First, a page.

Tom Fitton
Associate Lecturer in Archaeology

Profile

Biography

Tom is a landscape archaeologist, with a particular interest in the early medieval coastal settlements and maritime activity of the Swahili Coast of East Africa.

Having graduated with a BA Archaeology from the University of Southampton in 2007, he went on to study landscape archaeology at Durham University under Professor Tony Wilkinson, completing his MA on the early Islamic ports of the Persian Gulf in 2009. Between 2009-2011 he worked as a self-employed archaeological researcher and GIS specialist with projects at Durham University and The British Museum; as a part-time geophysical surveyor for Archaeological Services Durham University; and on various fieldwork projects in the UK, France, and Kuwait.

Tom came to York in 2011 and spent two years as the Archaeology Department's Computing Officer, before he was awarded an AHRC Doctoral Studentship in January 2014. His PhD thesis, Pushing the Boat Out, on the nature of the early Swahili harbours of the Zanzibar Archipelago, was supervised by Dr Stephanie Wynne-Jones and was completed in 2017.

Tom was appointed an Associate Lecturer in Archaeology in January 2017, and teaches on a range of first- and second-year undergraduate modules, as well as the MA Historical Archaeology.

 

Departmental roles

  • Undergraduate Admissions Assistant to Dr Penny Bickle
  • Member of the External Relations Committee.

Research

Overview

Tom's research interests are in the maritime activity and maritime cultural landscapes of East Africa, with a research methodology based on his background in landscape archaeology, remote sensing and survey, and targetted excavation. 

His PhD thesis focused on the geophysical survey and investigation of early coastal settlements in the Zanzibar Archipelago. The aim of this thesis was to identify maritime activity and patterns of spatial organisation at first millennium coastal settlements, in order to explore the nature of proto-Swahili harbours and evaluate the role of maritime activity as a component of proto-Swahili settlement in the region. The work was focused on the geophysical survey, GIS analysis, and evaluation of the maritime areas of three contemporary sites; Unguja Ukuu (c. 600-1100 CE) and Fukuchani (c. 550-800 CE) on Zanzibar, and Tumbe (c. 600-950 CE) on Pemba. The comparison of the three sites indicates a pattern of maritime activity and settlement organisation in the Zanzibar Archipelago based on knowledgeable exploitation of the maritime cultural landscape, and has revealed a previously archaeologically unknown shoreline mosque at Unguja Ukuu (Fitton and Wynne Jones, 2017).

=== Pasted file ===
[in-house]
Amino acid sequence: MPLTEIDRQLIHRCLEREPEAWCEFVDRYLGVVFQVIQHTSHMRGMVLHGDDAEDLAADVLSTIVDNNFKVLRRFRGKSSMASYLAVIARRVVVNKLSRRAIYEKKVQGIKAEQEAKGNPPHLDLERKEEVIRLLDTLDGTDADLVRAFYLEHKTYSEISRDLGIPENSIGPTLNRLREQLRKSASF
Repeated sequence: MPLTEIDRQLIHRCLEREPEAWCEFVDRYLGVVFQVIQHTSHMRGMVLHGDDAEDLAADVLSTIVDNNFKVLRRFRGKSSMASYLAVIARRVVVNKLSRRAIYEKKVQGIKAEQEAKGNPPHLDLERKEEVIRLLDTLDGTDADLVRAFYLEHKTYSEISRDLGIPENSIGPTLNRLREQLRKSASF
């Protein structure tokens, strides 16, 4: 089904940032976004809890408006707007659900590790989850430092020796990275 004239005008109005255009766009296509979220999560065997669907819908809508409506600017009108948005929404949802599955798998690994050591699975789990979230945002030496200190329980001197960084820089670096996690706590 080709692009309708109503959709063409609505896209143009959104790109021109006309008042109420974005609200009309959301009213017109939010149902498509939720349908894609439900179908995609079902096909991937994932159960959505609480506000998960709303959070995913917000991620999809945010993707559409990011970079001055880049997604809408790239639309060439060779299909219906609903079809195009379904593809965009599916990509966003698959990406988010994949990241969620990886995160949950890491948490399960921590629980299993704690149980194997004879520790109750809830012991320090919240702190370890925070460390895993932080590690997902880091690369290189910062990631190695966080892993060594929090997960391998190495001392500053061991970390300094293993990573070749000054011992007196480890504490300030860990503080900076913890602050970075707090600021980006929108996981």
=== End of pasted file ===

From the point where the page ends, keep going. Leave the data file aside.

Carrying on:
Tom is currently working on publishing the results of his PhD, and developing new research on the maritime landscapes of the Zanzibar Archipelago.

He is also involved in and working on articles related to geophysical survey work he conducted at the Pastoral Neolithic site of Luxmanda, Tanzania for colleagues Dr Katherine Grillo, University of Wisconsin - La Crosse, and Dr Mary Prendergast, Saint Louis University; and to remote sensing survey work on the archaeological settlements of the Caucasus for the recently completed Persia Project at Durham University.

Teaching

Undergraduate

Tom is the module director for the Year 1 History and Theory of Archaeology, covers the lecture component of geophysical survey as part of the Year 1 Field Archaeology course, and teaches GIS and database skills on the historical strand of the Year 2 Researching Archaeology. He also leads seminars on the Year 1 Accessing Archaeology, and Designing Research modules.

First Year

History and Theory of Archaeology

Geophysical Survey

Researching Archaeology

 

Postgraduate

He is also the module leader for the postgraduate module 'Empire of Improvement', examining the growth of trans-Atlantic colonial networks; the conceptualisation of 'colonial' and 'indigenous' archaeologies in the Atlantic and African diaspora; and post-colonial and decolonising trends in archaeological theory and methods.

MA Historical Archaeology:

Empire of Improvement: Issues in Historical Archaeology II

Publications

Selected publications

Peer-Reviewed Articles:

  1. Fitton, T., S. Wynne-Jones. (2017). ‘Understanding the layout of early coastal settlement at Unguja Ukuu, Zanzibar’. Antiquity, 91:359, 1268–1284 http://dx.doi.org/10.15184/aqy.2017.141.

  2. Grillo, KM., ME. Prendergast, DA. Contreras, T. Fitton, AO. Gidna, ST. Goldstein, M. Knisley, MC. Langley, AZP. Mabulla. (2018). ‘Pastoral Neolithic Settlement at Luxmanda, Tanzania’. Journal of Field Archaeology, 43:2, 102-120 https://doi.org/10.1080/00934690.2018.1431476

 

Book Chapters:

  1. Fitton, T. (2018). ‘Zanzibar’ in S. Wynne-Jones and A. LaViolette (eds.) The Swahili World, London: Routledge

 

Invited Papers:

2017: Wynne-Jones, S., and Fitton, T. 'The Islamic Archaeology of the East African Coast', Islamic Archaeology in Global Perspective Conference. Bahrain, April 2017

2016: Fitton, T. ‘A view from the middle of the edge: Trade and change in East Africa’, Trading Communities Conference: Merchants and trading communities in early Islam, Leverhulme-SOAS conference on Economic Integration and Social Change in the Islamic World System 800-1000. St Andrews, October 2016

2015: Fitton, T. ‘Seeking Harbour on the Swahili Coast’, Maritime Worlds Seminar Series, Oxford Centre for Maritime Archaeology (OCMA). Oxford, November 2015

Tom Profile Pic

Contact details

Dr Tom Fitton
Department of Archaeology,
Kings Manor,
Exhibition Square,
York,
YO1 7EP

Tel: 01904 323273

@tafitton